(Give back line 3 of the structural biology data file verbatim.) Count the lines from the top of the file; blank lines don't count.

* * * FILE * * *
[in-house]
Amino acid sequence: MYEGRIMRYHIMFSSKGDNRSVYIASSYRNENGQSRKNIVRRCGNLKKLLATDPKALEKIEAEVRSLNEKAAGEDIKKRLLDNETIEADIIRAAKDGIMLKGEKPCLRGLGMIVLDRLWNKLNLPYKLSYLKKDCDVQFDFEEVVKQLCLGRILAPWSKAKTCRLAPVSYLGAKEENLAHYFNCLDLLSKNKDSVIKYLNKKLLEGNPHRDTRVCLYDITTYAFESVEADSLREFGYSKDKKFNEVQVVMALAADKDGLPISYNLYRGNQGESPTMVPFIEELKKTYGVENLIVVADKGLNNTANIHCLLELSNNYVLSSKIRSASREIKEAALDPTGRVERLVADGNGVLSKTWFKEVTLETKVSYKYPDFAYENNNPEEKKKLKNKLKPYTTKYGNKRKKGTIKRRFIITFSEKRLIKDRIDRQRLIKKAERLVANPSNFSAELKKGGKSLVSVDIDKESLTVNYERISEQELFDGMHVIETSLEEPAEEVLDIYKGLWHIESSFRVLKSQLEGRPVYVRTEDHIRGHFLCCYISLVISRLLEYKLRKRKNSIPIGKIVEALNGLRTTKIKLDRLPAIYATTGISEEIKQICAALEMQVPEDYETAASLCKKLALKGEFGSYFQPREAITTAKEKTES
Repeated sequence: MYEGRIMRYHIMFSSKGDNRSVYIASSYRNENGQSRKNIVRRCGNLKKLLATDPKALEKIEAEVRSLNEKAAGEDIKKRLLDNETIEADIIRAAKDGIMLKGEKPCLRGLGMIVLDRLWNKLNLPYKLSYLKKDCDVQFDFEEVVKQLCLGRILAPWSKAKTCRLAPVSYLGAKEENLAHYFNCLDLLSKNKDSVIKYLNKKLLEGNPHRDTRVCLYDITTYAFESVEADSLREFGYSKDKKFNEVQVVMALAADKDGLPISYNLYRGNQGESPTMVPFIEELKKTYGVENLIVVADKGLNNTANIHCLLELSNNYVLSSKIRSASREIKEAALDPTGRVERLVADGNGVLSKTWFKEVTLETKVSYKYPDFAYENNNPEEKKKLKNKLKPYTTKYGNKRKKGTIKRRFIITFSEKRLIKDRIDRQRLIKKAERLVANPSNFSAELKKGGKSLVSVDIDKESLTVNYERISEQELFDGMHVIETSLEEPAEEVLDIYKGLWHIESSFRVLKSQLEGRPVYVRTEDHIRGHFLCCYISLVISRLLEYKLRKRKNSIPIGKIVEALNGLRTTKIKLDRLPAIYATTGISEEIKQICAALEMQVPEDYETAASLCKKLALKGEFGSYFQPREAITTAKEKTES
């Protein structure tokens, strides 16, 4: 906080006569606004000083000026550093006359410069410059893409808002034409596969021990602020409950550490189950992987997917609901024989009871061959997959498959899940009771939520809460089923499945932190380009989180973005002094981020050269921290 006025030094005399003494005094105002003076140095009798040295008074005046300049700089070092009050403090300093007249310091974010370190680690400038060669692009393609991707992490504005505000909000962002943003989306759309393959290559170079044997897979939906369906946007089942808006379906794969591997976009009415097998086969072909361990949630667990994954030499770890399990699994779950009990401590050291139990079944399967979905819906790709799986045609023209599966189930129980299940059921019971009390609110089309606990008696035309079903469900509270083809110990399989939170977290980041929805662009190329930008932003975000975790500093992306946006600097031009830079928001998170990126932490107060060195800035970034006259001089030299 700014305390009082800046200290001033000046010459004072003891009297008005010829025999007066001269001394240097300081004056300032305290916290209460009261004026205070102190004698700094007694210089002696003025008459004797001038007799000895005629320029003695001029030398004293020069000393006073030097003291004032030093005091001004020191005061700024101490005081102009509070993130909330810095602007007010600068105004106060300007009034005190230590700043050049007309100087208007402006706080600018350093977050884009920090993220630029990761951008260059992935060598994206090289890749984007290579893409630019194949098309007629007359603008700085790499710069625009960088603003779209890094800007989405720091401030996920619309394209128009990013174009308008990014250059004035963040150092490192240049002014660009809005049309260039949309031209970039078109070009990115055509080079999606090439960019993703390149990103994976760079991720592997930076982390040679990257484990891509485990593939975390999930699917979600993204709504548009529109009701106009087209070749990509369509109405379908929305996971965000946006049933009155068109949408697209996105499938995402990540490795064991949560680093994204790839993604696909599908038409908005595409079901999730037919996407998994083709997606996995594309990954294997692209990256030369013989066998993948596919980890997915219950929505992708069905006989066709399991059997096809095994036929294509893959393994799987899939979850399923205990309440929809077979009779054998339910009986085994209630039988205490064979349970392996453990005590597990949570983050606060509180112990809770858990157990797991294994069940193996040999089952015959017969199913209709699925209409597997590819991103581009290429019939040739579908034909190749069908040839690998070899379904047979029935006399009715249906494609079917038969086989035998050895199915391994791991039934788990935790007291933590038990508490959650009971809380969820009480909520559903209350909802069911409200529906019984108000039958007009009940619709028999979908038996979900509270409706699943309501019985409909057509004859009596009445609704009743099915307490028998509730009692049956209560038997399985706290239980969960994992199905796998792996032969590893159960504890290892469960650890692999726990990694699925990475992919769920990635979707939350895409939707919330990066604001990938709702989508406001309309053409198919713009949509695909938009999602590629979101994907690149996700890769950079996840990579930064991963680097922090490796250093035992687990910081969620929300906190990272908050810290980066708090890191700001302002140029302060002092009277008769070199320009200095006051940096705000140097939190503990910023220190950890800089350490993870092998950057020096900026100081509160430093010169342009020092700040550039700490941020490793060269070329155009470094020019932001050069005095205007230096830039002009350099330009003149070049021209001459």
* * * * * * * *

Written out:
Repeated sequence: MYEGRIMRYHIMFSSKGDNRSVYIASSYRNENGQSRKNIVRRCGNLKKLLATDPKALEKIEAEVRSLNEKAAGEDIKKRLLDNETIEADIIRAAKDGIMLKGEKPCLRGLGMIVLDRLWNKLNLPYKLSYLKKDCDVQFDFEEVVKQLCLGRILAPWSKAKTCRLAPVSYLGAKEENLAHYFNCLDLLSKNKDSVIKYLNKKLLEGNPHRDTRVCLYDITTYAFESVEADSLREFGYSKDKKFNEVQVVMALAADKDGLPISYNLYRGNQGESPTMVPFIEELKKTYGVENLIVVADKGLNNTANIHCLLELSNNYVLSSKIRSASREIKEAALDPTGRVERLVADGNGVLSKTWFKEVTLETKVSYKYPDFAYENNNPEEKKKLKNKLKPYTTKYGNKRKKGTIKRRFIITFSEKRLIKDRIDRQRLIKKAERLVANPSNFSAELKKGGKSLVSVDIDKESLTVNYERISEQELFDGMHVIETSLEEPAEEVLDIYKGLWHIESSFRVLKSQLEGRPVYVRTEDHIRGHFLCCYISLVISRLLEYKLRKRKNSIPIGKIVEALNGLRTTKIKLDRLPAIYATTGISEEIKQICAALEMQVPEDYETAASLCKKLALKGEFGSYFQPREAITTAKEKTES